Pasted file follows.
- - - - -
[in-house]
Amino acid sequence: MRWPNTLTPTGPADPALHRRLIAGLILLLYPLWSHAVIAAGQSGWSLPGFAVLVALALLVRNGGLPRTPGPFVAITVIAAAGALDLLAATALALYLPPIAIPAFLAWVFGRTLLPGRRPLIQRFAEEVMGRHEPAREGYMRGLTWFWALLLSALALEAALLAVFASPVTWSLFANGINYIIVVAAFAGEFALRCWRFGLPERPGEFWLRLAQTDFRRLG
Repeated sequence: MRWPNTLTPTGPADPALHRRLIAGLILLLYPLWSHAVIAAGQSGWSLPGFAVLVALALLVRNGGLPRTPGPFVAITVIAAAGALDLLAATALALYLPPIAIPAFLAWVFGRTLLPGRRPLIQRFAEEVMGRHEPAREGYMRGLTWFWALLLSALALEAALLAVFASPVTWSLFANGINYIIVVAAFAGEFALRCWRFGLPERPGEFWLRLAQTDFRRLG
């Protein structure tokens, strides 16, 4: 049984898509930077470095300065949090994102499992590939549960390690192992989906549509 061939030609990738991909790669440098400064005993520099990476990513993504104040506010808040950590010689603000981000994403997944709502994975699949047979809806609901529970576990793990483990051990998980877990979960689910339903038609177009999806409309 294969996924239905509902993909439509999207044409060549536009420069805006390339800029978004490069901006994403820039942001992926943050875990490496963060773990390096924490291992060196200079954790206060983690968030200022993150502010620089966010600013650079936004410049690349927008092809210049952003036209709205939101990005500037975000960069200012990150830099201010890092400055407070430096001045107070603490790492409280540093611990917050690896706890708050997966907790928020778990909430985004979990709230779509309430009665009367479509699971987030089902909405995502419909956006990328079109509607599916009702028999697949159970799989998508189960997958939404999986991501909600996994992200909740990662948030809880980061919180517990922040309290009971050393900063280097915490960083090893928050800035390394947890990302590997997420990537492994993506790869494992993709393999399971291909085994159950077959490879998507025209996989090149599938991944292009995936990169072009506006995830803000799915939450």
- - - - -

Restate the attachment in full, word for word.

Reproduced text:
[in-house]
Amino acid sequence: MRWPNTLTPTGPADPALHRRLIAGLILLLYPLWSHAVIAAGQSGWSLPGFAVLVALALLVRNGGLPRTPGPFVAITVIAAAGALDLLAATALALYLPPIAIPAFLAWVFGRTLLPGRRPLIQRFAEEVMGRHEPAREGYMRGLTWFWALLLSALALEAALLAVFASPVTWSLFANGINYIIVVAAFAGEFALRCWRFGLPERPGEFWLRLAQTDFRRLG
Repeated sequence: MRWPNTLTPTGPADPALHRRLIAGLILLLYPLWSHAVIAAGQSGWSLPGFAVLVALALLVRNGGLPRTPGPFVAITVIAAAGALDLLAATALALYLPPIAIPAFLAWVFGRTLLPGRRPLIQRFAEEVMGRHEPAREGYMRGLTWFWALLLSALALEAALLAVFASPVTWSLFANGINYIIVVAAFAGEFALRCWRFGLPERPGEFWLRLAQTDFRRLG
């Protein structure tokens, strides 16, 4: 049984898509930077470095300065949090994102499992590939549960390690192992989906549509 061939030609990738991909790669440098400064005993520099990476990513993504104040506010808040950590010689603000981000994403997944709502994975699949047979809806609901529970576990793990483990051990998980877990979960689910339903038609177009999806409309 294969996924239905509902993909439509999207044409060549536009420069805006390339800029978004490069901006994403820039942001992926943050875990490496963060773990390096924490291992060196200079954790206060983690968030200022993150502010620089966010600013650079936004410049690349927008092809210049952003036209709205939101990005500037975000960069200012990150830099201010890092400055407070430096001045107070603490790492409280540093611990917050690896706890708050997966907790928020778990909430985004979990709230779509309430009665009367479509699971987030089902909405995502419909956006990328079109509607599916009702028999697949159970799989998508189960997958939404999986991501909600996994992200909740990662948030809880980061919180517990922040309290009971050393900063280097915490960083090893928050800035390394947890990302590997997420990537492994993506790869494992993709393999399971291909085994159950077959490879998507025209996989090149599938991944292009995936990169072009506006995830803000799915939450």